Captain America #1, #2, and Annual #1 Comic Book Reviews

Comic book reviews for Captain America #1, Captain America #2, and Captain America Annual #1 by Ta-Nehisi Coates, Leinil Francis Yu, Gerry Alanguilan, Sunny Gho, VC’s Joe Caramagna, Tini Howard, Chris Sprouse, Ron Lim, Karl Story, Walden Wong, Scott Hanna, Jesus Aburtov, Erick Arciniega, and Israel Silva
Average rating: 3.2/5 stars

Captain America #1 Captain America #2 Captain America Annual #1

Erica gives this comic three starsCaptain America #1 by Ta-Nehisi Coates (writer)
Art: Leinil Francis Yu (artist), Gerry Alanguilan (inker), Sunny Gho (color artist), and VC’s Joe Caramagna (letterer)

Captain America is one of my favorite comic book characters, and it’s been hard to be a Captain America fan for these past several years. At least in the comic books. Thanks, Chris Evans, for holding down the movies.

In comics, Nick Spencer make Captain America a secret Nazi. Okay, surprise, the twist was that it wasn’t actually Captain America. We’re not surprised because Spencer is Spencer and that was some unsophisticated, boorish, and Nazi-serving writing.

(PS — Nick Spencer, if you ever happen to read this: reviews are for fellow comic book fans, not you. Don’t call me.)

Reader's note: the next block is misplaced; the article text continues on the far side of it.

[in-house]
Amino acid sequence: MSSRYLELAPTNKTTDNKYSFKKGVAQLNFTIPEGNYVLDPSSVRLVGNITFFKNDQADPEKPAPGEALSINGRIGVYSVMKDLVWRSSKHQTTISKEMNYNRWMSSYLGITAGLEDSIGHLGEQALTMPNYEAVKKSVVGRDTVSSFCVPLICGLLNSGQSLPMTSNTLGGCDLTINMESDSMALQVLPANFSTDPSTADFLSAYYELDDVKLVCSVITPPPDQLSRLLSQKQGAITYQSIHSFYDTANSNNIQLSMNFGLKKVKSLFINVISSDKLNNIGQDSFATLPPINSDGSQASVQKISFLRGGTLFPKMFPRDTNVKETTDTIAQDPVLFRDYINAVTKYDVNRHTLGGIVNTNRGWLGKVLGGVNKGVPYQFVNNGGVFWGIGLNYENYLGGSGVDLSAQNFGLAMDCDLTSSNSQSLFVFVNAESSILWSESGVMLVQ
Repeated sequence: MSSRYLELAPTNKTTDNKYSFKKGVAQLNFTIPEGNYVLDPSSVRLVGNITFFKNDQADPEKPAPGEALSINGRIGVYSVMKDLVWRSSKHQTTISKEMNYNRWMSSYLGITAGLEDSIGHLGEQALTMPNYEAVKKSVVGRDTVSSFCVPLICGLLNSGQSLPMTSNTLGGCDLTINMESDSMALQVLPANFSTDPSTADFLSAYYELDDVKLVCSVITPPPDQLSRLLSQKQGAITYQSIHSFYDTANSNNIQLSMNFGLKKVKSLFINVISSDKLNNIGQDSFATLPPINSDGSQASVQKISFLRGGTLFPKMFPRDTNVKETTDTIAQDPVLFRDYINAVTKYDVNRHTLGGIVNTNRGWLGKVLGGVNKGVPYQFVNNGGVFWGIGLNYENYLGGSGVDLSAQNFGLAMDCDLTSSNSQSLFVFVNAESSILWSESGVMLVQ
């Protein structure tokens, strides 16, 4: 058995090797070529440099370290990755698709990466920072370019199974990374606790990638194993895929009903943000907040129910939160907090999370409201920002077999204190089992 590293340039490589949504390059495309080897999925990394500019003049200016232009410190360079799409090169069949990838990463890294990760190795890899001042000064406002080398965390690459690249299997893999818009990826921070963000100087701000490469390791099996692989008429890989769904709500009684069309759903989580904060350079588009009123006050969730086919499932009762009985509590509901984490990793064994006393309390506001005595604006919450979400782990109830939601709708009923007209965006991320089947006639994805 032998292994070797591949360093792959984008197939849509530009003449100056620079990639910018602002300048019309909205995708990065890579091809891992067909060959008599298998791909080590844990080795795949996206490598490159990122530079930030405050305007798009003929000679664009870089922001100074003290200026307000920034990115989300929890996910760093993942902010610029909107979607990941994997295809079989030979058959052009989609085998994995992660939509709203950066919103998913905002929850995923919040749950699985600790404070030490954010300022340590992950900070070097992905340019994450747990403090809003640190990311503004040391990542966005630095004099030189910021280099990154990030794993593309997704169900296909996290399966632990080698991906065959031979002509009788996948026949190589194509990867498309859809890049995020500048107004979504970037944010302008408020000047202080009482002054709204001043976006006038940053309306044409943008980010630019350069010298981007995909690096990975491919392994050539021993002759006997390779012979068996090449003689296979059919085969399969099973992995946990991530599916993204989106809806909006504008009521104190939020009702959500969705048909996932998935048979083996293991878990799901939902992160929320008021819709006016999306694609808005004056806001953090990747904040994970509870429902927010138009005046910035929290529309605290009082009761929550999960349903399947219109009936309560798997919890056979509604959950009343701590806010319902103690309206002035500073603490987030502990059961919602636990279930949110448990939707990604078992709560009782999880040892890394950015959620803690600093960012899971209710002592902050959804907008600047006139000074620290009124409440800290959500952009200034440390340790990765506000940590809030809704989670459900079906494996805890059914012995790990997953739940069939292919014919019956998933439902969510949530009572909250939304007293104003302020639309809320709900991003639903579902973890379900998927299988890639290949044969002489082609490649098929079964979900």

Marvel has tried to do some redemption by putting Coates on Captain America. Which having read a lot of Coates writing, including his prose books, I’m curious to see where this goes. Steve Rogers has certainly spent a lot of time questioning his government in past series; and while it seems like he’ll be on the right side of history, under Coates’ pen, the American public isn’t sure of him any longer. Previously, when the public grew weary, it was because Steve believed the government was wrong and was following his moral code, not because the public generally mistrusted him.

This issue didn’t knock it out of the park for me. It was solid. It served Steve Rogers correctly. (One time, Steve Rogers dated Wanda in one of her magic spells gone haywire around Avengers Disassembled, and let me tell you, I raised by eyebrows, but this is not what I mean by “correctly”; mostly I mean, in the spirit of Jack Kirby.)